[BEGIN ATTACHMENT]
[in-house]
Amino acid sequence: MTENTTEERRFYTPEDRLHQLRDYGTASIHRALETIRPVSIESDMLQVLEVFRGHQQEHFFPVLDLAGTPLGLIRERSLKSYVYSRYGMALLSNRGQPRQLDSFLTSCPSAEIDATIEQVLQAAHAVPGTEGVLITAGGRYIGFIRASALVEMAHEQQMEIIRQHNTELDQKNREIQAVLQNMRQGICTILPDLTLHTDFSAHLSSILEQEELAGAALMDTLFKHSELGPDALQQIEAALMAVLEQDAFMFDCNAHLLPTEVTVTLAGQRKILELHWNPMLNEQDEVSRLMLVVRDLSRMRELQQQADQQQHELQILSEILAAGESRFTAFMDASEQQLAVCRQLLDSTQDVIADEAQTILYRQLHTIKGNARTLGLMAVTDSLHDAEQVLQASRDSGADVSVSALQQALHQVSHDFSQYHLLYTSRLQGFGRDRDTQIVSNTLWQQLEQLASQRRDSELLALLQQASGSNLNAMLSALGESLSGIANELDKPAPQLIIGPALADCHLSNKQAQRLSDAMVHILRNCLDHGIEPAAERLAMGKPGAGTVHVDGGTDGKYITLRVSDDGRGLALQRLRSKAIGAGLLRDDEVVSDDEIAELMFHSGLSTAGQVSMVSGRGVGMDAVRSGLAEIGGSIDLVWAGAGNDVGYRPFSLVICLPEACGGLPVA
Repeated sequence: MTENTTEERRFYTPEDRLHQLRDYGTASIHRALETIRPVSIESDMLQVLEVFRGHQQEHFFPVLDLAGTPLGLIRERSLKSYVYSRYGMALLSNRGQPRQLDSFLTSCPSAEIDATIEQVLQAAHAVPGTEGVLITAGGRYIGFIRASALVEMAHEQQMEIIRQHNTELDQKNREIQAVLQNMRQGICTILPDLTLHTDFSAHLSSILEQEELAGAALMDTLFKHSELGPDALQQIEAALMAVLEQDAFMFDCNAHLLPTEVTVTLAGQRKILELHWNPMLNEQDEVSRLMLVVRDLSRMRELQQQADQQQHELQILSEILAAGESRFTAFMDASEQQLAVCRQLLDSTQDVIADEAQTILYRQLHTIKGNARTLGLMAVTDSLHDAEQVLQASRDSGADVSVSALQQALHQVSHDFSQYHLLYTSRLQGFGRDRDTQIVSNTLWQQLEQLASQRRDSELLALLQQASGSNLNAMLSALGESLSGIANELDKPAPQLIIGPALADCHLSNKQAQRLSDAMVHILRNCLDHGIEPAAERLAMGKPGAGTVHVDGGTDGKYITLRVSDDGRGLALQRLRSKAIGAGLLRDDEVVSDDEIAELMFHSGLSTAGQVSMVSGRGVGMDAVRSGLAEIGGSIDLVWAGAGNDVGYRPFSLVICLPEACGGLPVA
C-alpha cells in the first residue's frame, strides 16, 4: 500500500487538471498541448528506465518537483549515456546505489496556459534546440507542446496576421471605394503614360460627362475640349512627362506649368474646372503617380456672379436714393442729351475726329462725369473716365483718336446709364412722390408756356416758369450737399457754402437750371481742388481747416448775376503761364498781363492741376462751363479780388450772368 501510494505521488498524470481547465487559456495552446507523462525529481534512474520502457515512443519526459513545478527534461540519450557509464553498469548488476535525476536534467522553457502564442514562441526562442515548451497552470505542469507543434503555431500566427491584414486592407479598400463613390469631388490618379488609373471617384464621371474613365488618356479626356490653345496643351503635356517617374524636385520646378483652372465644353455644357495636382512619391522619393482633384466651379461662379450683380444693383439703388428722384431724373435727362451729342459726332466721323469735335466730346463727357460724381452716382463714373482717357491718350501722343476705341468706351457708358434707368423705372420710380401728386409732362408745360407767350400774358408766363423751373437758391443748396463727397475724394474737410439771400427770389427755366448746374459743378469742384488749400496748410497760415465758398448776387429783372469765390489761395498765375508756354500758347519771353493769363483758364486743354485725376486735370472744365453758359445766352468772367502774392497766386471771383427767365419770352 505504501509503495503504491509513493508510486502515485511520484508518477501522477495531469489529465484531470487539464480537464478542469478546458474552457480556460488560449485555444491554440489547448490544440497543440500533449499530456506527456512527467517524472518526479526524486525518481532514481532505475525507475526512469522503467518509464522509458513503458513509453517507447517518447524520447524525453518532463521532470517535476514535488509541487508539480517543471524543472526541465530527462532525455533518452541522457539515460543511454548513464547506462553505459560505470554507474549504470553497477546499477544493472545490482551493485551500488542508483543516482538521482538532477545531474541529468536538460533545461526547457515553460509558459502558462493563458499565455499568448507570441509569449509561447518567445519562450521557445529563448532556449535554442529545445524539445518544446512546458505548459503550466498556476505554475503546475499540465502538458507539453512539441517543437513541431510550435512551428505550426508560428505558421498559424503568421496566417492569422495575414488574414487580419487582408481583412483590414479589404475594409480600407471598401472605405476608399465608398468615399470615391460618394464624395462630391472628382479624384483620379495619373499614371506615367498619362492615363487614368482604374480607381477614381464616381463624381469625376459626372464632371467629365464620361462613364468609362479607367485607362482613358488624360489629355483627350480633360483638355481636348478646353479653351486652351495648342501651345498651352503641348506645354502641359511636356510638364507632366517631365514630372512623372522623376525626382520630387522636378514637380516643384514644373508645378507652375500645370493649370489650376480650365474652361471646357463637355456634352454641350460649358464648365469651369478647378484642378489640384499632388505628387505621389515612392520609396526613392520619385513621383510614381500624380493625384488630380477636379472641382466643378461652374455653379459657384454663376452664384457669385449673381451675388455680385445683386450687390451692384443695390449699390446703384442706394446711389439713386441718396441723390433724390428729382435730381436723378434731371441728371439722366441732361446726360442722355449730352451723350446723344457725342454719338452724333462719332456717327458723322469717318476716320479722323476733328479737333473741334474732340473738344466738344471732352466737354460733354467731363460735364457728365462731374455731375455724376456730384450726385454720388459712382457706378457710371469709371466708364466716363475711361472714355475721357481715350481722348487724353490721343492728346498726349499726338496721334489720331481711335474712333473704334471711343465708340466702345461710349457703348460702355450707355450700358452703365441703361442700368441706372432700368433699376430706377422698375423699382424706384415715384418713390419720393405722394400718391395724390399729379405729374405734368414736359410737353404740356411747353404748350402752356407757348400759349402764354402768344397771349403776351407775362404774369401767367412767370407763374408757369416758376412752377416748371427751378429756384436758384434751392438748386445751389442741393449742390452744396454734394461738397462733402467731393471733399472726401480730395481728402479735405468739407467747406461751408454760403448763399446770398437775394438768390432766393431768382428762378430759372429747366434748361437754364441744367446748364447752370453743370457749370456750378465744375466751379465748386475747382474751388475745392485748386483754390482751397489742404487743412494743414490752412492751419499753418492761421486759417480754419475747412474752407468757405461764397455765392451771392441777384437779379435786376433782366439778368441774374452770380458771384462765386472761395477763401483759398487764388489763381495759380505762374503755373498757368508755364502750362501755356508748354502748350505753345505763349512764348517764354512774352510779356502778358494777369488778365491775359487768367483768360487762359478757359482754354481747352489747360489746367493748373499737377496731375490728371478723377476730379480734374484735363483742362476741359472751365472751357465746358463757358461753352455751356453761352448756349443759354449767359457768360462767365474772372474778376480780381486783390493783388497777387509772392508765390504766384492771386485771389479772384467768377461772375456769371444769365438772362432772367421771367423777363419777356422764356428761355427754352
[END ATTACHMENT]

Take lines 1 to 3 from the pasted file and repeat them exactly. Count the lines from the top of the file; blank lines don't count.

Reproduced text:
[in-house]
Amino acid sequence: MTENTTEERRFYTPEDRLHQLRDYGTASIHRALETIRPVSIESDMLQVLEVFRGHQQEHFFPVLDLAGTPLGLIRERSLKSYVYSRYGMALLSNRGQPRQLDSFLTSCPSAEIDATIEQVLQAAHAVPGTEGVLITAGGRYIGFIRASALVEMAHEQQMEIIRQHNTELDQKNREIQAVLQNMRQGICTILPDLTLHTDFSAHLSSILEQEELAGAALMDTLFKHSELGPDALQQIEAALMAVLEQDAFMFDCNAHLLPTEVTVTLAGQRKILELHWNPMLNEQDEVSRLMLVVRDLSRMRELQQQADQQQHELQILSEILAAGESRFTAFMDASEQQLAVCRQLLDSTQDVIADEAQTILYRQLHTIKGNARTLGLMAVTDSLHDAEQVLQASRDSGADVSVSALQQALHQVSHDFSQYHLLYTSRLQGFGRDRDTQIVSNTLWQQLEQLASQRRDSELLALLQQASGSNLNAMLSALGESLSGIANELDKPAPQLIIGPALADCHLSNKQAQRLSDAMVHILRNCLDHGIEPAAERLAMGKPGAGTVHVDGGTDGKYITLRVSDDGRGLALQRLRSKAIGAGLLRDDEVVSDDEIAELMFHSGLSTAGQVSMVSGRGVGMDAVRSGLAEIGGSIDLVWAGAGNDVGYRPFSLVICLPEACGGLPVA
Repeated sequence: MTENTTEERRFYTPEDRLHQLRDYGTASIHRALETIRPVSIESDMLQVLEVFRGHQQEHFFPVLDLAGTPLGLIRERSLKSYVYSRYGMALLSNRGQPRQLDSFLTSCPSAEIDATIEQVLQAAHAVPGTEGVLITAGGRYIGFIRASALVEMAHEQQMEIIRQHNTELDQKNREIQAVLQNMRQGICTILPDLTLHTDFSAHLSSILEQEELAGAALMDTLFKHSELGPDALQQIEAALMAVLEQDAFMFDCNAHLLPTEVTVTLAGQRKILELHWNPMLNEQDEVSRLMLVVRDLSRMRELQQQADQQQHELQILSEILAAGESRFTAFMDASEQQLAVCRQLLDSTQDVIADEAQTILYRQLHTIKGNARTLGLMAVTDSLHDAEQVLQASRDSGADVSVSALQQALHQVSHDFSQYHLLYTSRLQGFGRDRDTQIVSNTLWQQLEQLASQRRDSELLALLQQASGSNLNAMLSALGESLSGIANELDKPAPQLIIGPALADCHLSNKQAQRLSDAMVHILRNCLDHGIEPAAERLAMGKPGAGTVHVDGGTDGKYITLRVSDDGRGLALQRLRSKAIGAGLLRDDEVVSDDEIAELMFHSGLSTAGQVSMVSGRGVGMDAVRSGLAEIGGSIDLVWAGAGNDVGYRPFSLVICLPEACGGLPVA